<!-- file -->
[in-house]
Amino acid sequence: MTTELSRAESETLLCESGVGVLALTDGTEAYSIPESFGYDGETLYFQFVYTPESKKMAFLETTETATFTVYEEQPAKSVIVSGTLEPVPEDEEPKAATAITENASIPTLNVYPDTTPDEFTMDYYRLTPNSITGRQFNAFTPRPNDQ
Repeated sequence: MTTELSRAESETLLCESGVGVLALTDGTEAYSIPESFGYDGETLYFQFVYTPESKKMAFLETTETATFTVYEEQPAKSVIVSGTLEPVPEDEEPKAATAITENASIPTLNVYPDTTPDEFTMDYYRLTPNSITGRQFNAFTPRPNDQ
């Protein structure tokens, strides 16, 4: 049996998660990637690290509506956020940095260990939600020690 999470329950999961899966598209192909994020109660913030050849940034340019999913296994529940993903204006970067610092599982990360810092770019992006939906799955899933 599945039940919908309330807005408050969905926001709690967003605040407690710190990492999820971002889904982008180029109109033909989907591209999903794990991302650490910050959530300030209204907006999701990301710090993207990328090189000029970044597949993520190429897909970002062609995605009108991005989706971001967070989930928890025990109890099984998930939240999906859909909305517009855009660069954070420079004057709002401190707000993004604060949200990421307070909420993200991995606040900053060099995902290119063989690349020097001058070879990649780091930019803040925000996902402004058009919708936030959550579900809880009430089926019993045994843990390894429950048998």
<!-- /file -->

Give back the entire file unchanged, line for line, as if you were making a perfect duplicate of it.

[in-house]
Amino acid sequence: MTTELSRAESETLLCESGVGVLALTDGTEAYSIPESFGYDGETLYFQFVYTPESKKMAFLETTETATFTVYEEQPAKSVIVSGTLEPVPEDEEPKAATAITENASIPTLNVYPDTTPDEFTMDYYRLTPNSITGRQFNAFTPRPNDQ
Repeated sequence: MTTELSRAESETLLCESGVGVLALTDGTEAYSIPESFGYDGETLYFQFVYTPESKKMAFLETTETATFTVYEEQPAKSVIVSGTLEPVPEDEEPKAATAITENASIPTLNVYPDTTPDEFTMDYYRLTPNSITGRQFNAFTPRPNDQ
């Protein structure tokens, strides 16, 4: 049996998660990637690290509506956020940095260990939600020690 999470329950999961899966598209192909994020109660913030050849940034340019999913296994529940993903204006970067610092599982990360810092770019992006939906799955899933 599945039940919908309330807005408050969905926001709690967003605040407690710190990492999820971002889904982008180029109109033909989907591209999903794990991302650490910050959530300030209204907006999701990301710090993207990328090189000029970044597949993520190429897909970002062609995605009108991005989706971001967070989930928890025990109890099984998930939240999906859909909305517009855009660069954070420079004057709002401190707000993004604060949200990421307070909420993200991995606040900053060099995902290119063989690349020097001058070879990649780091930019803040925000996902402004058009919708936030959550579900809880009430089926019993045994843990390894429950048998």